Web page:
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Cohabitation undermines family stability

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By Mark Azzara

Dear Friend,

Oh, how I love it when some aspect of my faith is upheld by non-faith-based research.

The newest study in the World Family Map project, “The Cohabitation-Go-Round: Cohabitation and Family Instability Across the Globe,” concludes that  married parents and their children live much more stable lives than do cohabiting couples and the children born to, and/or raised by, them.

The lead author, University of Virginia sociology professor Bruce Wilcox, told Christianity Today that a lot of the intelligentsia “make the mistake of thinking that in Europe, cohabitation and marriage are functional equivalents, but in reality they’re not.”

Throughout Europe, Wilcox said, regardless of education level, couples who marry before having children wind up in far more stable relationships than cohabiting couples who have kids. “Generally speaking, the least educated married families in Europe enjoy more stability than the most educated cohabiting families. That’s not what I would have guessed. I assumed that we’d find some kind of marriage stability premium, but I didn’t realize it would be that pronounced, and that marriage was a more powerful predictor of family stability in Europe than parental education.”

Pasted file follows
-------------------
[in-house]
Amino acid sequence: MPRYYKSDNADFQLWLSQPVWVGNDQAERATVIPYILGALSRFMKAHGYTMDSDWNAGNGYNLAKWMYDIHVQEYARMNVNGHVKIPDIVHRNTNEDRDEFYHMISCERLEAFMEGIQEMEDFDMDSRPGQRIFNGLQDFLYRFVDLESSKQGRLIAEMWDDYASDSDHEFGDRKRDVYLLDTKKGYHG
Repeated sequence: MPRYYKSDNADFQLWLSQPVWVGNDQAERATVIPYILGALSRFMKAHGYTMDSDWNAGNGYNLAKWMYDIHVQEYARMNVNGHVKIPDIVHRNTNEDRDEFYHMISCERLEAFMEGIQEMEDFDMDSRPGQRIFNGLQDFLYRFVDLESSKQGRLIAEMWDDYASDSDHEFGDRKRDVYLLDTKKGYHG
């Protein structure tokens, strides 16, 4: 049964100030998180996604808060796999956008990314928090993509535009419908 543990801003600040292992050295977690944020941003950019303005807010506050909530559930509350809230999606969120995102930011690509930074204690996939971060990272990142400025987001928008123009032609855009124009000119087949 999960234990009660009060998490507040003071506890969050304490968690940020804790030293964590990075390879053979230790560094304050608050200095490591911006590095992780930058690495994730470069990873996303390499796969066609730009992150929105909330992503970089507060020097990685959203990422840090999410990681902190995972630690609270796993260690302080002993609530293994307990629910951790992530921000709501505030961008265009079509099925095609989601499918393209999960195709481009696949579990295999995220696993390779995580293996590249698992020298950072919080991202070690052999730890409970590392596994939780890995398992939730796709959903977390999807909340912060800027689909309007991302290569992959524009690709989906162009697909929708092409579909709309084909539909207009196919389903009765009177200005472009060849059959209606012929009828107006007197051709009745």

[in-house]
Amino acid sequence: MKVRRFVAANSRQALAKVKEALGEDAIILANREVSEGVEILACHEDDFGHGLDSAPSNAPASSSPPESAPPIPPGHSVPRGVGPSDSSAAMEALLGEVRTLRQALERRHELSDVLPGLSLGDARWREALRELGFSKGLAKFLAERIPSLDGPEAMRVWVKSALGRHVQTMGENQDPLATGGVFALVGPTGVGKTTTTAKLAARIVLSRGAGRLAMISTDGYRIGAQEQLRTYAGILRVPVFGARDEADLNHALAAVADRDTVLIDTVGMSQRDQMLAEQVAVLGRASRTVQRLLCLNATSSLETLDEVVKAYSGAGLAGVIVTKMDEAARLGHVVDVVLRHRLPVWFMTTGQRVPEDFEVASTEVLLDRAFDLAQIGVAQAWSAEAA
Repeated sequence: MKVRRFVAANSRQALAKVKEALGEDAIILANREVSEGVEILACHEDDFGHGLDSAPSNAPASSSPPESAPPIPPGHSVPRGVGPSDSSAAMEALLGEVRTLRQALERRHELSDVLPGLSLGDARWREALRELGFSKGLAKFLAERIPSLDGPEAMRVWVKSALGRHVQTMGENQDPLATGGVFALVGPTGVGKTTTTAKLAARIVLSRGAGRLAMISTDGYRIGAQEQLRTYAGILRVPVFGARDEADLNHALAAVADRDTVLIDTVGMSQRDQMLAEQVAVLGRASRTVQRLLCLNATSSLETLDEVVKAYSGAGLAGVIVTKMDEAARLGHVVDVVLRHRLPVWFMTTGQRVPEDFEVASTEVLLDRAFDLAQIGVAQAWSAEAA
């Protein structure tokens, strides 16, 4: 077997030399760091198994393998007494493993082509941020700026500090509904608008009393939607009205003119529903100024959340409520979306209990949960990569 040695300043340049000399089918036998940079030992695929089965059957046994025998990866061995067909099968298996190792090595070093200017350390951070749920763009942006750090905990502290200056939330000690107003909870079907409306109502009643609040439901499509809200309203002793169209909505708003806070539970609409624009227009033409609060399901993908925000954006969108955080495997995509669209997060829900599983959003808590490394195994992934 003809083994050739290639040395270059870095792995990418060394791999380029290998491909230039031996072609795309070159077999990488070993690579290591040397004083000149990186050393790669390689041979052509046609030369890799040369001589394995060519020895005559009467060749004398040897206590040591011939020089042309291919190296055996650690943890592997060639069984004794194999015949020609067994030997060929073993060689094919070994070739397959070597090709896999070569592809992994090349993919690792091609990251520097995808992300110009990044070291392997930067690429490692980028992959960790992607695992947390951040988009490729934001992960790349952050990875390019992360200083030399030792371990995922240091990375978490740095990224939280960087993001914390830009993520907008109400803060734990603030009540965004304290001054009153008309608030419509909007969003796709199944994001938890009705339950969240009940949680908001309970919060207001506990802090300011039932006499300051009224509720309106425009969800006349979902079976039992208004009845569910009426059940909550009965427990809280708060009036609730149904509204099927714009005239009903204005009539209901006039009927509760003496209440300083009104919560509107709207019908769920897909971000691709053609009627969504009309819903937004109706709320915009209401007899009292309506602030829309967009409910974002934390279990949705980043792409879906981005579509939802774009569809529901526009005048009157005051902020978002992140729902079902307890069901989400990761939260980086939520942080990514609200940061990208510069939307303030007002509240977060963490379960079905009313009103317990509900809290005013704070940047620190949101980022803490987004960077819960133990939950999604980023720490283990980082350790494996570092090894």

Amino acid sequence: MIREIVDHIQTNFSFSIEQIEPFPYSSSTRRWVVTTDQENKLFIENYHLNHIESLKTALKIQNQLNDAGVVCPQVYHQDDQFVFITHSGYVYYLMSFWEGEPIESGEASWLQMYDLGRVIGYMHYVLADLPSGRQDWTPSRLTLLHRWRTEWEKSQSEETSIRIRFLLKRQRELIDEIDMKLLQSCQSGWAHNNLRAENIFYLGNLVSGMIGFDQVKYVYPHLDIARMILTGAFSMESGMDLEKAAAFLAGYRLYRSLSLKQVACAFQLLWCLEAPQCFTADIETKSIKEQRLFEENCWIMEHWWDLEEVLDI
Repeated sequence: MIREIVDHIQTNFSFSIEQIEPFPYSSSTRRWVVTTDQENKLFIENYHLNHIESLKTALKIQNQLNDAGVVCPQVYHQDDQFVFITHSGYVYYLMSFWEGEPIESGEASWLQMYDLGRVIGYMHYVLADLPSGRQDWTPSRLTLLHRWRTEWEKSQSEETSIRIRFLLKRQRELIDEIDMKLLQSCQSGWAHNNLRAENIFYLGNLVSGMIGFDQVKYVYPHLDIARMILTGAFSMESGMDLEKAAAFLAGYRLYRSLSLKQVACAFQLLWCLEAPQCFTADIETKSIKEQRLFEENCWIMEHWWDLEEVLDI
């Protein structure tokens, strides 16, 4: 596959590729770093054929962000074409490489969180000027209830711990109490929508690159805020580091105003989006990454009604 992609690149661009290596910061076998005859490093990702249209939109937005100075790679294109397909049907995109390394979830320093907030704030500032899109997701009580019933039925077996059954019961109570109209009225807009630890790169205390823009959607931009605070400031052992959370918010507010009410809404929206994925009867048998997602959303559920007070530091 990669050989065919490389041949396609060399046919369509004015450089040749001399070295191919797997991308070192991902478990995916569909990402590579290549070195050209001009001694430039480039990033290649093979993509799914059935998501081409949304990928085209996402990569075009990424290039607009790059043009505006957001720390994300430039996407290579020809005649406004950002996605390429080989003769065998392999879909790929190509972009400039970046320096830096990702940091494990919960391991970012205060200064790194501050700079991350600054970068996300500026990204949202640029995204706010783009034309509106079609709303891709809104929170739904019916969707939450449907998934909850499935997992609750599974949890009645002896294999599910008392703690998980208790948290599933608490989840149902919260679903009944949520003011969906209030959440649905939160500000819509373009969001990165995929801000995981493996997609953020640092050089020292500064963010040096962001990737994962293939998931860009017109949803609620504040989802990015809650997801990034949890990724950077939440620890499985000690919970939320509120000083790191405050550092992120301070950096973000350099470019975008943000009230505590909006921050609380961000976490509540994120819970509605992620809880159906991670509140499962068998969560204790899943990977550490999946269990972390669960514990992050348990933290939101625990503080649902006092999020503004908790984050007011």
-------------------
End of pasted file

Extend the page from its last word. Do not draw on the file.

And the same truths about family stability and marriage versus cohabitation generally apply to countries outside Europe.

Wilcox said he uses the data to help his students grasp the importance of marriage. He said we need “to get people behind a consensual cultural message around marriage as the best way to start families and keep kids and parents together.”

You can help. First, read Wilcox’s Q-and-A. Then read the study. And then the next time somebody tells you that cohabitation is no different than marriage, or that cohabitation is a smart way to “get to know each other” before marriage, have the guts to tell them the truth.

All God’s blessings – Mark

 

Mark Azzara

About Mark Azzara

Mark Azzara spent 45 years in print journalism, most of them with the Waterbury Republican in Connecticut, where he was a features writer with a special focus on religion at the time of his retirement. He also worked for newspapers in New Haven and Danbury, Conn. At the latter paper, while sports editor, he won a national first-place writing award on college baseball. Azzara also has served as the only admissions recruiter for a small Catholic college in Connecticut and wrote a self-published book on spirituality, "And So Are You." He is active in his church and a non-denominational prayer community and facilitates two Christian study groups for men. Azzara grew up in southern California, graduating from Cal Sate Los Angeles. He holds a master's degree from the University of Connecticut.

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